As similar rallies were held in locations all over the world Saturday — including London, Greece, South Africa, Italy and San Francisco — the rallying cry was the same.
“No blood for oil,” the crowd chanted.
Protesters in Washington, D.C., listened as speakers, including former Attorney General Ramsey Clark, Jesse Jackson, Al Sharpton, and actress Susan Sarandon, demanded that the government put money toward jobs, education, and health care instead of war.
The speeches were punctuated by frequent requests for donations. Buckets were passed around the crowd, as organizers tried to recover the $100,000 they said the rally cost.
By 2 p.m. the crowd — still growing — had expanded from the National Mall and street corners and had spilled into the streets. Constitution Avenue, a major thoroughfare, was shut down as people stood shoulder to shoulder in the streets, preparing to demonstrate. This is what many had come for: the march to the White House to demand President George W. Bush rethink the war.
“I wanted to do something but I couldn’t really go out there and be an army of one, yelling ‘Stop the war! Stop the war!'” Franklin said.
So the group did something as an army of over 100,000. Bodies pressed forward to drum beats and cheers erupted from competing megaphones. People hung out of windows of the Hotel Washington making peace signs and cheering for the protesters below. The crowd marched down Constitution Avenue, and in a large loop around the White House, stopping in front of the presidential home.
“I would like George Bush to walk out on the lawn and say, ‘I’m sorry. I was wrong,'” Franklin joked.
But President Bush and First Lady Laura Bush were traveling Saturday and not in the White House, and the only response was the questioning stares of surprised White House tour groups.
“There are more people than I expected,” said a Washington, D.C. police officer standing near the front of the White House. “But it appears to be real peaceful. Just people exercising their First Amendment rights.”
Police were less sure on the other side of the White House, where the police had enclosed a smaller, quieter group of pro-war activists in a ring of police tape and U.S. Park Police agents.
The group had gathered earlier in the day at the base of the Washington Monument for a counterprotest. About half of those in the small crowd were Iraqi exiles, pleading for U.S. intervention to remove Hussein. When the march came around, reaching the counterprotest at 17th Street and Constitution, the police formed a circle around the group to keep the anti-war protesters away.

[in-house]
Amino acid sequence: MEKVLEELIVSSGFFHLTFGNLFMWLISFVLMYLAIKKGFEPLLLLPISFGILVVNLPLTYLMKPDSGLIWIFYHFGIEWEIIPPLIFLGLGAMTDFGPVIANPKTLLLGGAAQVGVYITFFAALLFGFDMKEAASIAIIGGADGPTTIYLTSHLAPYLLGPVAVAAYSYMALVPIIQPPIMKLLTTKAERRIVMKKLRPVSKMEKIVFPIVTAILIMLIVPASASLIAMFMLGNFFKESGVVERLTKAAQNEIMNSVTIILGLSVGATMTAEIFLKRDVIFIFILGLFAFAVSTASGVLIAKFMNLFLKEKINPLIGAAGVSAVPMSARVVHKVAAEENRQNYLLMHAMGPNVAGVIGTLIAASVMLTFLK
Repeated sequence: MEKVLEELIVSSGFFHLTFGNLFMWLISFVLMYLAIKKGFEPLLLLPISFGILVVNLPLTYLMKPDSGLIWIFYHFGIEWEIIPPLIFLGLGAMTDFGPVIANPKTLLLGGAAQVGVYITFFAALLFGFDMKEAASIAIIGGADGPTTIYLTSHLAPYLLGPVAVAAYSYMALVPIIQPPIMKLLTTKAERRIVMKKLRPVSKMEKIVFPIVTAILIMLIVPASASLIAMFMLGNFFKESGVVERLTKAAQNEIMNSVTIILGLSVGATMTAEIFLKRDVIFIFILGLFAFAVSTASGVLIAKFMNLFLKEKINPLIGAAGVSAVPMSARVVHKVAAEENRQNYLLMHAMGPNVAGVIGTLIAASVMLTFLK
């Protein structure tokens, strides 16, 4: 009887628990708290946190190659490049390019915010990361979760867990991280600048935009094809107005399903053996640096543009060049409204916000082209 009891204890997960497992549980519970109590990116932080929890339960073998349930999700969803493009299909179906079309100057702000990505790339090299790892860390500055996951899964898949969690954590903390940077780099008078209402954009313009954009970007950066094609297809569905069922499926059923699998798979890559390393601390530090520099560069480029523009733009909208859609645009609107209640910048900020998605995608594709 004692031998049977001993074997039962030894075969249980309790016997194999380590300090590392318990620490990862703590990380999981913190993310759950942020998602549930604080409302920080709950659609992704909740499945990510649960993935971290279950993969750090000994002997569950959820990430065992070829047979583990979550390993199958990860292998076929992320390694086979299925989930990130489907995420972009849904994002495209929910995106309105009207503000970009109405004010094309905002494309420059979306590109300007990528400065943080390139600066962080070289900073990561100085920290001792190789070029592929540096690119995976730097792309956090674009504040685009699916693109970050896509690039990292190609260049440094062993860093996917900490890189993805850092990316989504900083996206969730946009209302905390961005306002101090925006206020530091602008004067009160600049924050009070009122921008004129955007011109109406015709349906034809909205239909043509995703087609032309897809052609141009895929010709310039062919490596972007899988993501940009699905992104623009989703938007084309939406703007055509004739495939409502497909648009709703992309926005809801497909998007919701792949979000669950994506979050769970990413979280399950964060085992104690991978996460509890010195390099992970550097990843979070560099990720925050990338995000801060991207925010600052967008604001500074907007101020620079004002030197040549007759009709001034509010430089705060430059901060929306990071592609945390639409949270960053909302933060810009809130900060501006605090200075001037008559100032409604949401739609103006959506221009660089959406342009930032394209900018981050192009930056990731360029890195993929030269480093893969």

“It could turn nasty quite easily,” said a member of the U.S. Park Police.
As an anti-war truck parked outside the pro-war group, a shouting match between the two groups began.
“A lot of people on the other side are naive,” said Shayk Hashom, speaking to the small pro-war crowd. “They don’t understand. We are the Iraqis. We are not pro-war. We are pro-peace. But Saddam has nothing to do with peace.”
The next step
As tired protesters sat in and by the streets, waiting for the buses to attempt to slice through the traffic and deliver them safely home at the end of the long day, many said they felt content with the success of the demonstration.
“It showed the country there really is a lot of dissent,” Will Tanzman ’04 said. “Bush says this country is united and this clearly shows the country doesn’t all support the idea of unprovoked war.”
But more than just the sheer number of protesters, Tanzman said the diversity of protesters, especially Yale protesters, was an encouraging sign.
“A lot of people came who aren’t necessarily activists,” Tanzman said. “It wasn’t the same old crowd.”
Franklin said the coalition is going to work to maintain the momentum of the protest. Upcoming plans are centered around educating students about the war, and the coalition is planning another teach-in and a bipartisan debate on the issue.
“There is another opinion and people who think the war is a good idea,” Franklin said. “People who are undecided deserve to hear both sides so they can make their own decisions.”